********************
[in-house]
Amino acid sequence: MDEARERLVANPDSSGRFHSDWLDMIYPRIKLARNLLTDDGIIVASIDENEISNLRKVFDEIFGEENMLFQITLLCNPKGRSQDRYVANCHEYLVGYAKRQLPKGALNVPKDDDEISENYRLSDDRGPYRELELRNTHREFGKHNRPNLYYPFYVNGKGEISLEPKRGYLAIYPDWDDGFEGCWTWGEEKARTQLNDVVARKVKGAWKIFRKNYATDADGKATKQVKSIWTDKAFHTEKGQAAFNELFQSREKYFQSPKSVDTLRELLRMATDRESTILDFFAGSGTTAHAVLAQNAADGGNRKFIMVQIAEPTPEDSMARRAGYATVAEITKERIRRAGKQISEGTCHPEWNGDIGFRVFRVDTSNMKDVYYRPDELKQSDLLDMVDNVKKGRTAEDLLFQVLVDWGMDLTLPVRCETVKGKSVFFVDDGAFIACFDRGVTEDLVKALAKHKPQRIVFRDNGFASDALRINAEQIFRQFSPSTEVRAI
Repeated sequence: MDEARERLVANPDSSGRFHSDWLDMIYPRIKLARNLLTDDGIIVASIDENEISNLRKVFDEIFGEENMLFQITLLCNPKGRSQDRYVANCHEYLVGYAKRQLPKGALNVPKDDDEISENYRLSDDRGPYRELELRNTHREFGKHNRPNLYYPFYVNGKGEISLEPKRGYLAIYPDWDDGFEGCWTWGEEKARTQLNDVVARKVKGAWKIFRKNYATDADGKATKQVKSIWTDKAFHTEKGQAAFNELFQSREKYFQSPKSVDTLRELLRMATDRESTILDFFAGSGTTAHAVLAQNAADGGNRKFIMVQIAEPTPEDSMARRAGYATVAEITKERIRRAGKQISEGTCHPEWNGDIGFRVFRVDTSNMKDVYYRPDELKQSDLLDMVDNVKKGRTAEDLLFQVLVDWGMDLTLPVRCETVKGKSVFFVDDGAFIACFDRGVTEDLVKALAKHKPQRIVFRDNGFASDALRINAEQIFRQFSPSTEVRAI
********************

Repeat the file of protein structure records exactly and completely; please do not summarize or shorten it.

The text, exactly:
[in-house]
Amino acid sequence: MDEARERLVANPDSSGRFHSDWLDMIYPRIKLARNLLTDDGIIVASIDENEISNLRKVFDEIFGEENMLFQITLLCNPKGRSQDRYVANCHEYLVGYAKRQLPKGALNVPKDDDEISENYRLSDDRGPYRELELRNTHREFGKHNRPNLYYPFYVNGKGEISLEPKRGYLAIYPDWDDGFEGCWTWGEEKARTQLNDVVARKVKGAWKIFRKNYATDADGKATKQVKSIWTDKAFHTEKGQAAFNELFQSREKYFQSPKSVDTLRELLRMATDRESTILDFFAGSGTTAHAVLAQNAADGGNRKFIMVQIAEPTPEDSMARRAGYATVAEITKERIRRAGKQISEGTCHPEWNGDIGFRVFRVDTSNMKDVYYRPDELKQSDLLDMVDNVKKGRTAEDLLFQVLVDWGMDLTLPVRCETVKGKSVFFVDDGAFIACFDRGVTEDLVKALAKHKPQRIVFRDNGFASDALRINAEQIFRQFSPSTEVRAI
Repeated sequence: MDEARERLVANPDSSGRFHSDWLDMIYPRIKLARNLLTDDGIIVASIDENEISNLRKVFDEIFGEENMLFQITLLCNPKGRSQDRYVANCHEYLVGYAKRQLPKGALNVPKDDDEISENYRLSDDRGPYRELELRNTHREFGKHNRPNLYYPFYVNGKGEISLEPKRGYLAIYPDWDDGFEGCWTWGEEKARTQLNDVVARKVKGAWKIFRKNYATDADGKATKQVKSIWTDKAFHTEKGQAAFNELFQSREKYFQSPKSVDTLRELLRMATDRESTILDFFAGSGTTAHAVLAQNAADGGNRKFIMVQIAEPTPEDSMARRAGYATVAEITKERIRRAGKQISEGTCHPEWNGDIGFRVFRVDTSNMKDVYYRPDELKQSDLLDMVDNVKKGRTAEDLLFQVLVDWGMDLTLPVRCETVKGKSVFFVDDGAFIACFDRGVTEDLVKALAKHKPQRIVFRDNGFASDALRINAEQIFRQFSPSTEVRAI